5. Discuss what will change, and what has already changed, by ceasing substance abuse. Encourage the client to be curious about what might happen next. Ask them questions like "On a typical Saturday night, you described that you used to go out with certain friends and do certain drugs at the night club. What would happen if you went to that same club with those same friends on a Saturday night? What do you want to happen?" This is not setting the client up for negative feelings, but reality testing. The treatment team is not to induce guilt or shame, but allow the client to explore a real-life situation in the safety of treatment on their own terms. Ask open-ended questions and allow the client to discover other situations that they would like to explore before finishing treatment, or before in-vivo exposure to those situations. Discuss what the client thinks is and will be valuable that they are changing? This is highly personal and should not be presumed to simply be "not using drugs," but could include "quality parenting time," "closer relationships with my friends," and any number of things.
  6. Assist the client with accomplish their goals in every way possible, including linking them with community contacts and services, and requesting fellow members to assist one another. Recommend continued counseling in a supportive system that tapers off slowly.
This model can further be extrapolated to any addictive behavior, and many other negative behaviors that we do not term as addictive.

Autumn Hahn is a Licensed Mental Health Counselor and Certified Clinical Hypnotherapist practicing at Clear Mind Group in Weston, Florida. Call 954-612-9553 for a consultation. Follow Autumn on TwitterFacebook, and Google+. Sign up for the e-newsletter HERE.

Tuesday, June 9, 2015

Your Power Song

Symbols are powerful instruments used by the brain to store larger clusters of data. Hypnotherapists frequently use symbols to embed commands and anchor to positive emotions. Symbols can be visual or auditory, or even based in touch.

Music is an auditory form of a symbol. Music can evoke a power all its own, bringing us back to a moment in time, or carrying us forward.

Today, I'd like you to create a musical symbol by choosing a song that is your power song, a song that makes you feel like you can take on any challenge successfully, that fills you with hope and happiness.

Listen to it in the car before you walk into an interview. Hum a little to yourself before a big meeting. Tap out the beat during a stressful time. Use it to connect you to that positive feeling and carry you forward.

Please reply in the comments with a link to your power song. 

Here are some to get you started:
Unwritten, Natasha Bedingfield
32 Flavors, Alana Davis
Footprints, Tiesto
Choices, E-40
Freaks Like Me, Todrick Hall
It's Amazing, Jem

Autumn Hahn is a Licensed Mental Health Counselor and Certified Clinical Hypnotherapist practicing at Clear Mind Group in Weston, Florida. Call 954-612-9553 for a consultation. Follow Autumn on TwitterFacebook, and Google+. Sign up for the e-newsletter HERE.

Monday, March 2, 2015

Blocking Pain

Pain is a message.

Some messages can be responded to so that pain is alleviated. For instance, if you are sitting for too long in one position, you may get pain in the neck or back. Standing and stretching may eliminate this pain.

Some messages cannot be responded to at that time to alleviate the pain. For instance, chronic pain from an injury or pain after a surgery may simply need to give you the message of pain, but there is nothing to be done about that pain.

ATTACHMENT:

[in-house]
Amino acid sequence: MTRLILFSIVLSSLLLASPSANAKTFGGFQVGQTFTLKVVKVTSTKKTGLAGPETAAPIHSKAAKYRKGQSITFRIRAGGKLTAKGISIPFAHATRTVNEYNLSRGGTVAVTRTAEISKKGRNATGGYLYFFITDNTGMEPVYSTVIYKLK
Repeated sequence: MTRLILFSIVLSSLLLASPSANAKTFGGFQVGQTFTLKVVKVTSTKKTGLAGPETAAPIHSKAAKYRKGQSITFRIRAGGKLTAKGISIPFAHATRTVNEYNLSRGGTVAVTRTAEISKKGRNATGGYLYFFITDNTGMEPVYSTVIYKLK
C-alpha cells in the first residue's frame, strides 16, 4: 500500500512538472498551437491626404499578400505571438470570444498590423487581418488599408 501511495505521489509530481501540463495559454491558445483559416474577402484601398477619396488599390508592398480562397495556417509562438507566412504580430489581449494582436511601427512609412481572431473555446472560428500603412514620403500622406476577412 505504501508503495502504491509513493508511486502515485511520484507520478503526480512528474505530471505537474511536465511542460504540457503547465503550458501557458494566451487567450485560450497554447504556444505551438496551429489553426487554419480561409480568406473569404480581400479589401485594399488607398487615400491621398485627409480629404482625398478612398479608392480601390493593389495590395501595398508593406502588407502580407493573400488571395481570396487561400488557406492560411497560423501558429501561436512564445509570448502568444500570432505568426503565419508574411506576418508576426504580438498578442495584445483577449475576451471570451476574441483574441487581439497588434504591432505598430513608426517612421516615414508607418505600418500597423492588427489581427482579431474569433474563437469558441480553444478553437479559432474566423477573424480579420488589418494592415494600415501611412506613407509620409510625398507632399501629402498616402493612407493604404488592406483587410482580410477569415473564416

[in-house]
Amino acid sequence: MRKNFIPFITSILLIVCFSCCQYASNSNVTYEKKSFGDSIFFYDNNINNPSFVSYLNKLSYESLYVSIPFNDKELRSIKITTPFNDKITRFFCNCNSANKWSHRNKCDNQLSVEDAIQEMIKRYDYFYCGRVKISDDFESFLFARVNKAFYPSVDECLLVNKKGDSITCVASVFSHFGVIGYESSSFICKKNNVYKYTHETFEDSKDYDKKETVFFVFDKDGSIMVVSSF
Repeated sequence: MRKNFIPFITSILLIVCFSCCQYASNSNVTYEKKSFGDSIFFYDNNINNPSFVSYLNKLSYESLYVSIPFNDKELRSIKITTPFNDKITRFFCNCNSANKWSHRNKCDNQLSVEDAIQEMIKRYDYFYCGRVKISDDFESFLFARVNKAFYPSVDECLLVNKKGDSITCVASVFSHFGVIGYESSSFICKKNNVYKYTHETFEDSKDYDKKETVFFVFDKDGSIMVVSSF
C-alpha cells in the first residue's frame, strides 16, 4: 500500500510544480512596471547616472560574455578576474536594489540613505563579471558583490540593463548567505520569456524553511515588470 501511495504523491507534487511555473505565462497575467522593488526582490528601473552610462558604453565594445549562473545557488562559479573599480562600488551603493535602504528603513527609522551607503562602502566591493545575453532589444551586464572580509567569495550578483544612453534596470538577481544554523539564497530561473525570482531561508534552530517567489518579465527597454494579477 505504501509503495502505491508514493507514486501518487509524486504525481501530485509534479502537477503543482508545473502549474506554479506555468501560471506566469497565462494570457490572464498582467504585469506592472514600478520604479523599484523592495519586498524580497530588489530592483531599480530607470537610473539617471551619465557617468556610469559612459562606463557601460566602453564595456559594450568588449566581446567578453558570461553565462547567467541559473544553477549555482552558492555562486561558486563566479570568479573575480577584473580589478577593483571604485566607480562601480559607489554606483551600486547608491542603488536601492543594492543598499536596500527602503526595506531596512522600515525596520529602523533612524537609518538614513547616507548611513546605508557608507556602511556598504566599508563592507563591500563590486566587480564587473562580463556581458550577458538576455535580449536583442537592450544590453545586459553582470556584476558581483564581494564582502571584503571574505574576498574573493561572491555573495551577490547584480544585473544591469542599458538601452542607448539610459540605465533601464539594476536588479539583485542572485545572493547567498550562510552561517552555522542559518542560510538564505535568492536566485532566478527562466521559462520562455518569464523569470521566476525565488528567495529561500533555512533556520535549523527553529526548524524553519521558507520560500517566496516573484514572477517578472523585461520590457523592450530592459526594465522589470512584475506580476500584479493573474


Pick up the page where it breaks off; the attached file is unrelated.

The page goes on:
In both cases, the pain is a message. If you can respond in a way that will fix the pain, do so. If you cannot respond in a way that will fix the pain, the message can be dismissed. I can teach you several techniques to accomplish this.

Some items that induce pain are by choice and simply need to be endured. For instance, getting a tattoo or having allergy testing. These pains can also be dismissed as there is nothing you are willing to do that will cause the pain to end at that time.

Be rid of pain in the body in all three circumstances through a combination of techniques that will teach your mind how to respond, give you the message, and allow you to dismiss it. Call for an appointment at 954-612-9553.

Autumn Hahn is a Licensed Mental Health Counselor and Certified Clinical Hypnotherapist practicing at Clear Mind Group in Weston, Florida. Call 954-612-9553 for a consultation. Follow Autumn on TwitterFacebookand Google+. Sign up for the e-newsletter HERE.

Sunday, February 15, 2015

Awkwardness & Social Phobia

People with social phobia or social anxiety often worry that they are awkward or don't fit it with everyone else. However, almost everyone has that worry to some degree. And, we are all awkward at times.

A few weeks ago, I got my hair cut at the same salon I've been utilizing for several years now. I was in the waiting area as my stylist was finishing up the appointment before me. A woman I do not know who works there came over as I was absorbed in my thoughts and called my name. I looked up and said, quite loudly, "yes" as I stood up. But it was more like "YES!" in the semi-busy salon. I was clearly heard over all the other conversations and was mildly embarrassed by my volume.

But what could I do? Apologize for being too loud ever so briefly? Explain that I was thinking and had to snap back to reality? Blow it off and figure everyone makes mistakes?

The woman looked shocked, but only momentarily. She said "Come on back to get washed." I followed her back to the sinks and she made small talk, which I returned in my normal voice. I blew it off. No big deal. No need to make a thing when there isn't any.

With social phobia or social anxiety, people often think they need to have contingency plans for their contingency plans. Blow that off. Skip that extra work. Live in this moment. That moment is already over.

As for me, if that was the story they told one another at the salon at closing time and had a good laugh, then have a good laugh on me. The world needs more laughter and stories.

 Autumn Hahn is a Licensed Mental Health Counselor and Certified Clinical Hypnotherapist practicing at Clear Mind Group in Weston, Florida. Call 954-612-9553 for a consultation. Follow Autumn on TwitterFacebook, and Google+. Sign up for the e-newsletter HERE.